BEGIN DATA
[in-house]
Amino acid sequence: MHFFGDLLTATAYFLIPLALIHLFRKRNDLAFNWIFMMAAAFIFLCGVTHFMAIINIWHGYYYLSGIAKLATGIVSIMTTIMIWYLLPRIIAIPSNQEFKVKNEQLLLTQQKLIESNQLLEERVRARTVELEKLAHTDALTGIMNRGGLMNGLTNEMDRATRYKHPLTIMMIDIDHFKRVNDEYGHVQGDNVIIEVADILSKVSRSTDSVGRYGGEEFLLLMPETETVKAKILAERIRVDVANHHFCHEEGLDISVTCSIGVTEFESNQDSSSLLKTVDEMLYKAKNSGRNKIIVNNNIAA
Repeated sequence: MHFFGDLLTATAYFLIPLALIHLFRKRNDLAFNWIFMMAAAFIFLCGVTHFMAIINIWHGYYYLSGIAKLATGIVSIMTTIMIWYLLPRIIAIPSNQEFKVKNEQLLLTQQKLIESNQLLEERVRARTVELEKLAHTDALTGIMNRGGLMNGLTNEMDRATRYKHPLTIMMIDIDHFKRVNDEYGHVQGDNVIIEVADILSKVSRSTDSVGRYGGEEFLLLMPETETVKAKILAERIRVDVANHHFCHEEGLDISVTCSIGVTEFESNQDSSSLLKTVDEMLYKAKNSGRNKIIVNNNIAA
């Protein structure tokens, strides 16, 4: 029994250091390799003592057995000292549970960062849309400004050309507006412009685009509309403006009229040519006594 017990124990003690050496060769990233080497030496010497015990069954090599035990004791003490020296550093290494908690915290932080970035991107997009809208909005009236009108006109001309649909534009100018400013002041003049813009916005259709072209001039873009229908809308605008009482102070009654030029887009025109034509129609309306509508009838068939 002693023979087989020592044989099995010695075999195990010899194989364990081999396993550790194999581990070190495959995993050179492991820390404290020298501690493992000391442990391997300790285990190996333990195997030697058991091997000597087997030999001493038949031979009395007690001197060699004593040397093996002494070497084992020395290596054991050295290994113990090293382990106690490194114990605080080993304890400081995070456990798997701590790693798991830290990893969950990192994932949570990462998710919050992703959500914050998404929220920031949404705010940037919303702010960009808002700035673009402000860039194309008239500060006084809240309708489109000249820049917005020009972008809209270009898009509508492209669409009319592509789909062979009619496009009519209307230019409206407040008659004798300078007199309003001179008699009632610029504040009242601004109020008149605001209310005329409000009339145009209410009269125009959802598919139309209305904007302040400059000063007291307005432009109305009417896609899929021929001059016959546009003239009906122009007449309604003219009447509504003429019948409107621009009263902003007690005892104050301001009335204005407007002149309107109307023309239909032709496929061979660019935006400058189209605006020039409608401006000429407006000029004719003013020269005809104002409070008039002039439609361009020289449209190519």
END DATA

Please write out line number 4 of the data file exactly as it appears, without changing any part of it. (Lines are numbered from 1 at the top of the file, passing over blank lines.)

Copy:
């Protein structure tokens, strides 16, 4: 029994250091390799003592057995000292549970960062849309400004050309507006412009685009509309403006009229040519006594 017990124990003690050496060769990233080497030496010497015990069954090599035990004791003490020296550093290494908690915290932080970035991107997009809208909005009236009108006109001309649909534009100018400013002041003049813009916005259709072209001039873009229908809308605008009482102070009654030029887009025109034509129609309306509508009838068939 002693023979087989020592044989099995010695075999195990010899194989364990081999396993550790194999581990070190495959995993050179492991820390404290020298501690493992000391442990391997300790285990190996333990195997030697058991091997000597087997030999001493038949031979009395007690001197060699004593040397093996002494070497084992020395290596054991050295290994113990090293382990106690490194114990605080080993304890400081995070456990798997701590790693798991830290990893969950990192994932949570990462998710919050992703959500914050998404929220920031949404705010940037919303702010960009808002700035673009402000860039194309008239500060006084809240309708489109000249820049917005020009972008809209270009898009509508492209669409009319592509789909062979009619496009009519209307230019409206407040008659004798300078007199309003001179008699009632610029504040009242601004109020008149605001209310005329409000009339145009209410009269125009959802598919139309209305904007302040400059000063007291307005432009109305009417896609899929021929001059016959546009003239009906122009007449309604003219009447509504003429019948409107621009009263902003007690005892104050301001009335204005407007002149309107109307023309239909032709496929061979660019935006400058189209605006020039409608401006000429407006000029004719003013020269005809104002409070008039002039439609361009020289449209190519």